Here is a short description of what has happened in Reggie’s case

Reggie was sentenced to death for the 1991 murders of Robin and Julie Kerry, who drowned after plunging from the Chain of Rocks Bridge into the Mississippi River. At the time of his arrest, Reggie was a 19 year-old with no criminal history. He was among a group of four young men (ranging from ages 15 to 23 years) who encountered the Kerry sisters and their cousin, Thomas Cummins (all white), on the bridge. Cummins first confessed to the crime and was immediately charged.

The spotlight soon shifted to the three African-Americans and the nightmare began. After exhausting all legal remedies, Reggie received an execution date for June 17, 2009. Reggie felt he had to confessed to rape to stop the police from beating him to death. The trial was rife with prosecutorial misconduct; inept legal representation and self-serving testimony by the police’s first suspect, Thomas Cimmins. Reggie Clemmons had no prior criminal record. Marlin Gray, another African-American charged and convicted was executed in 2005 for the deaths despite a strong possibility he wasn’t guilty and Reggie himself had an execution date set in 2009 until his appeal forced a stay.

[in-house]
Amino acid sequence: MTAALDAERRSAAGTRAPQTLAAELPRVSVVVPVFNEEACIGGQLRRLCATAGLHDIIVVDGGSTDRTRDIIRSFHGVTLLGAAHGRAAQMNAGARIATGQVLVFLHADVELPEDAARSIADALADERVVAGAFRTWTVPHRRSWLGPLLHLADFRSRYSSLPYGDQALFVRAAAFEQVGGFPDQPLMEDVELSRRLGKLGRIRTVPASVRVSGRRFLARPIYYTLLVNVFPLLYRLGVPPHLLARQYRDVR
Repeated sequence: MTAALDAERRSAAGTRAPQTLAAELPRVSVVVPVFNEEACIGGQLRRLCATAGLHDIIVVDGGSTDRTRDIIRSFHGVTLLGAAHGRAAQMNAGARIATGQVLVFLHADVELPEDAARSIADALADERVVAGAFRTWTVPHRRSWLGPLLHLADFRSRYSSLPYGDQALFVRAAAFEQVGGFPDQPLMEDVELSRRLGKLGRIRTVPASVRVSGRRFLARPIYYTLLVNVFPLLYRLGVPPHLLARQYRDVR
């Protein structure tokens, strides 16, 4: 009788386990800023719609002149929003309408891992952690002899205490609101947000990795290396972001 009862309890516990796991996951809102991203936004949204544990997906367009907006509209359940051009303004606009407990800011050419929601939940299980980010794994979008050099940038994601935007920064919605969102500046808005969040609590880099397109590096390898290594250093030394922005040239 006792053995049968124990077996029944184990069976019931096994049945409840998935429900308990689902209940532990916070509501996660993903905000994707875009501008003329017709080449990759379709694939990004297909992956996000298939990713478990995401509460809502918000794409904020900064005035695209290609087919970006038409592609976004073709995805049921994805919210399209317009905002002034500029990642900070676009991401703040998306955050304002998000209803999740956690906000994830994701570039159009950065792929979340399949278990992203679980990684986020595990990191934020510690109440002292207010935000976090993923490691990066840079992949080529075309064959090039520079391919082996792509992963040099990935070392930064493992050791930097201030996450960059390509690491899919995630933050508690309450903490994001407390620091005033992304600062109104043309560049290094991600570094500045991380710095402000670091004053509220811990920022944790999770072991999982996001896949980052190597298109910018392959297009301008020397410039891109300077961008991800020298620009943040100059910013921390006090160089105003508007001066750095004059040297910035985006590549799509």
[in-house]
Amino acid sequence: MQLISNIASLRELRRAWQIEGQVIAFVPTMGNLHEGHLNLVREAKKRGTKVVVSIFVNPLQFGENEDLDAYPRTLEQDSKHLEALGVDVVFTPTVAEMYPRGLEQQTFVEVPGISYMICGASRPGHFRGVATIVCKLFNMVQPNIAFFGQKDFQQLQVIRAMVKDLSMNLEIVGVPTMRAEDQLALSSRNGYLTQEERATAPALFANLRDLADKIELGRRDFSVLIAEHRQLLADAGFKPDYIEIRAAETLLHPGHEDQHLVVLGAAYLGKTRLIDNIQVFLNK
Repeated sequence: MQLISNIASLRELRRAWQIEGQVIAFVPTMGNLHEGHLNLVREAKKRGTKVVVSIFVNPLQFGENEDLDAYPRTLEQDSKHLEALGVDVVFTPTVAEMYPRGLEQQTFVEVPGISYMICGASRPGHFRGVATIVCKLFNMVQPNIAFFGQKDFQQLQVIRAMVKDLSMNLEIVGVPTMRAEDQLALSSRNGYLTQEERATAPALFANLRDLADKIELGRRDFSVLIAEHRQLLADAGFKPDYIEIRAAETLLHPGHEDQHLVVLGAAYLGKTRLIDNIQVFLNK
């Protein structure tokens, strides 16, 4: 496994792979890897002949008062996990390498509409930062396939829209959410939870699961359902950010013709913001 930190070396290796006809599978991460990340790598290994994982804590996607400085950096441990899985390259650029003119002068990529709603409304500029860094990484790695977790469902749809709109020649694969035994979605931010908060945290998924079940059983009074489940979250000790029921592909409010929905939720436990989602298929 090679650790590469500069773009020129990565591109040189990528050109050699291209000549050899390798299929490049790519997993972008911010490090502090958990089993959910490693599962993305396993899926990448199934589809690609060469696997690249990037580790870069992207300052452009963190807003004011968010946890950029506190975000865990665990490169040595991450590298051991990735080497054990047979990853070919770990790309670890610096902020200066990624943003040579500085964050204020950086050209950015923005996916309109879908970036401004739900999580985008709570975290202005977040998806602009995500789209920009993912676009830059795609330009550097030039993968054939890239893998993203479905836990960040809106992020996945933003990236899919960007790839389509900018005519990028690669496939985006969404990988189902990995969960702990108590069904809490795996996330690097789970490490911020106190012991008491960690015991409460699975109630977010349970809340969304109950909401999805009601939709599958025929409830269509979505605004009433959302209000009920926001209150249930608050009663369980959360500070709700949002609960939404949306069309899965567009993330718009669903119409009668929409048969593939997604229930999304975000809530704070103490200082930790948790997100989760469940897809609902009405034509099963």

On November 24, 2015, the Missouri Supreme Court threw out not only his sentence but also his murder conviction in its entirety. They sent the case back to the state, who has sixty days to decide whether to retry the case. During the original trial in 1991, the State of Missouri failed to disclose exculpatory evidence. This evidence was not heard until a Special Master Judge was appointed to review the case. Over several days of hearings in September 2012, the Special Master Judge allowed testimony regarding the possible police brutality and coerced confession. At the conclusion of those hearings, the Judge studied the testimony and after many months made a recommendation to the Missouri Supreme Court who finally ruled in Reggie’s favor. On November 24, 2015, the Missouri Supreme Court made its ruling. Chief Justice Breckenridge noted the special master’s finding that “the state’s failure to disclose evidence was prejudicial.” The Court ruled 4-3 to vacate his sentence and conviction completely. It was the council of his lawyers that convinced him to take a plea that they claim does not admit guilt but would remove him from death row. It was the uncertainty of how a jury that was not biased could be impaneled that in part determined Reggie to take the plea.

For more on Reggie’s case: http://www.justiceforreggie.com/